Sometimes? Who was he kidding? They argued almost daily. Things had gotten bad especially since she lost her pregnancy after refusing to attend pre-natal clinic. He unbuttoned his trench coat. The memory still gave him episodes of rage and fury even he didn’t know he was capable of. He blamed her. In the months that followed, he developed this habit of leaving the house very early and returning very late. Every time he looked at her , he saw his dead child. All she had to do was go for the damn clinic. Her aggressiveness usually paid back in handsome dividends, such as when she convinced him to apply for the job of Librarian of the State house Library. She still had to convince him to wear a suit every morning, but he had actually grown to love the suits.

5:20 am
The bus would be here soon. He would be on his way to work in a few minutes and he wouldn’t have to think about it anymore, he told himself. Then something strange happened. He started to cry. He didn’t throw himself on the ground or yell or even make a sound. He stood transfixed on the ground and the tears rolled down his cheeks softly, slowly, until they disappeared into the corners of his mouth. He wiped them with one graceful movement of his left, unoccupied hand.
He realized, standing here in the morning cold, that he had never asked Mereba why she didn’t go for the pre-natal clinic. Mereba had seen how he had taken the news and she never brought it up. The miscarriage was a no go zone in as far as their conversations went. He suddenly felt uneasy. The truth had sank and he needed a minute to let it become clear. It was obvious to him what he needed to do.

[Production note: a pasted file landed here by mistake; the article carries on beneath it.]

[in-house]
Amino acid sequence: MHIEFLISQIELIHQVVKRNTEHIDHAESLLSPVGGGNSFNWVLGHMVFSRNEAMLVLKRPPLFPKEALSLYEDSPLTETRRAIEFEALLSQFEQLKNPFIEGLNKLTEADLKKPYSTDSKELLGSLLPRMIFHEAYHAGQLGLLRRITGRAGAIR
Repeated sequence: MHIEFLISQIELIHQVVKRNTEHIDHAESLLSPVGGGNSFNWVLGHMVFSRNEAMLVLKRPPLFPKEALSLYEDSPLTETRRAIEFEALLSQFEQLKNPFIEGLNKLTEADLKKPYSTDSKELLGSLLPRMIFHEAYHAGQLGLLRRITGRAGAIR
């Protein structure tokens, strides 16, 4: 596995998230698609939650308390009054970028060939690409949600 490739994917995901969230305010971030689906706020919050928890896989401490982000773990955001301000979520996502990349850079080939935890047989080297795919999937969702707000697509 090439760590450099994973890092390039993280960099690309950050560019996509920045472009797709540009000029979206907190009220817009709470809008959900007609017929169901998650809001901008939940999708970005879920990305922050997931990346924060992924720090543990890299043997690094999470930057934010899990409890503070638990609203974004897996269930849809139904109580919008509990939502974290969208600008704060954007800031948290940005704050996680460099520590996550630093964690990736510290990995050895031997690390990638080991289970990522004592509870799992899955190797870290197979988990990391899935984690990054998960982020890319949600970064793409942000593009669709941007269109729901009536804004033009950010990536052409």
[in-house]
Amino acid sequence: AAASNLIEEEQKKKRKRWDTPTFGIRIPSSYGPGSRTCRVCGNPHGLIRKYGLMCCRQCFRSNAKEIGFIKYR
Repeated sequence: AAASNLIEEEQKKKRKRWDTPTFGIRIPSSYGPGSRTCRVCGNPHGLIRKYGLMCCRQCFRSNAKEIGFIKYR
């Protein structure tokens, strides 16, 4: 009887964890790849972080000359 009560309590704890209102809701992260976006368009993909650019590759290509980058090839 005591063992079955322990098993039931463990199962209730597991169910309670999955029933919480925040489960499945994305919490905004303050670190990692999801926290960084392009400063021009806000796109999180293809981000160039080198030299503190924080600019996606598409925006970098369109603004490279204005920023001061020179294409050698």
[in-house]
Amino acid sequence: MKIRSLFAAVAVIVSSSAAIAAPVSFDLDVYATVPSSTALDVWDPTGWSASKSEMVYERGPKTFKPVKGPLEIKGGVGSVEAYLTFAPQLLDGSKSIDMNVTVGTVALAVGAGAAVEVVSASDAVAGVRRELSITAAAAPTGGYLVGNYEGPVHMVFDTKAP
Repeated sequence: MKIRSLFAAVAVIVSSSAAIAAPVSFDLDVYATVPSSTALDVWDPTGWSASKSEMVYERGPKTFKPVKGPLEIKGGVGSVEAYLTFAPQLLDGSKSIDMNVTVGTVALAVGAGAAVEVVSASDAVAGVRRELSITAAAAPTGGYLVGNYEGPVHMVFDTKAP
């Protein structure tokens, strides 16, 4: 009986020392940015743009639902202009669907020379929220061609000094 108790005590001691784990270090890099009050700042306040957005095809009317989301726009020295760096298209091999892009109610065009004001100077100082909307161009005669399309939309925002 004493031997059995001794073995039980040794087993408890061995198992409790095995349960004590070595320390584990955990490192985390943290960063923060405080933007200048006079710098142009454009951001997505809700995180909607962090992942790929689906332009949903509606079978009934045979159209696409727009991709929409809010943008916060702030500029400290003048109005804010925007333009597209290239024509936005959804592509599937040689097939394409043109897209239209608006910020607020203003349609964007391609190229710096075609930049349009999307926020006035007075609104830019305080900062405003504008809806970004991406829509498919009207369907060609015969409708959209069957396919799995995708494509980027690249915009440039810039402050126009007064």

The bus came to a stop at the Rongai pick up stage. It was still early and the passengers boarded the bus in orderly fashion. The bus continued it’s journey and was soon out of Rongai and approaching town. Mswati was supposed to alight. He was supposed to go and catch another bus to work.

There were many things he was supposed to do.
Mswati got off the vehicle and practically ran up the stairs. He didn’t knock on the door and he dropped his briefcase at the door. Standing with her back to the door, there she was, ironing his suits, fresh from the line. He stood there and looked at her, knowing he needed to let it go. He needed to hold her , to tell her he was angry. He was angry that they had lost a child. That he was sorry he had blamed her for it and as a result he had almost lost a wife as well. That he understood now that she had also lost a child and his behavior had rubbed it in. She turned around and for a minute, they stood there looking at each other. The clock above Mereba was all of a sudden too loud.

Tick tock, it went. It was almost as if time had been frozen and they stood there like two sculptured beings, afraid to even breathe loudly.
She was very confused. It was 5: 40 in the morning. What was Mswati doing back in the house?

Mswati made the first move. He moved slowly until he was less than 30 cm away from her. He tried to talk but no words came out. Just inaudible gasps which gave way to tears. His forehead was burrowed and his eyes lost their fire and turned grey. The grey of regret. She quickly took him in her arms and they sobbed on each other’s back. She grabbed his coat and held on tightly and he held her so strongly that he almost lifted her off the ground. They stayed that way for a couple of more minutes before Mswati whisked her off her feet and into the alliance territory. There was only one way to put the miscarriage behind them. Mswati didn’t know how he would ever forget but he knew where to start.

Fortunately for both Mswati and Mereba, it didn’t involve a shoulder tap or dark suits. It took standing in the morning cold to remind Mswati of the warmth of a happy home. He didn’t have to be a librarian to know that life hack that writers so often refer to.

He knew it because he lived it. He knew it because he was part of it. Happiness was more of people than places and it was 5 am in Rongai when Mswati remembered.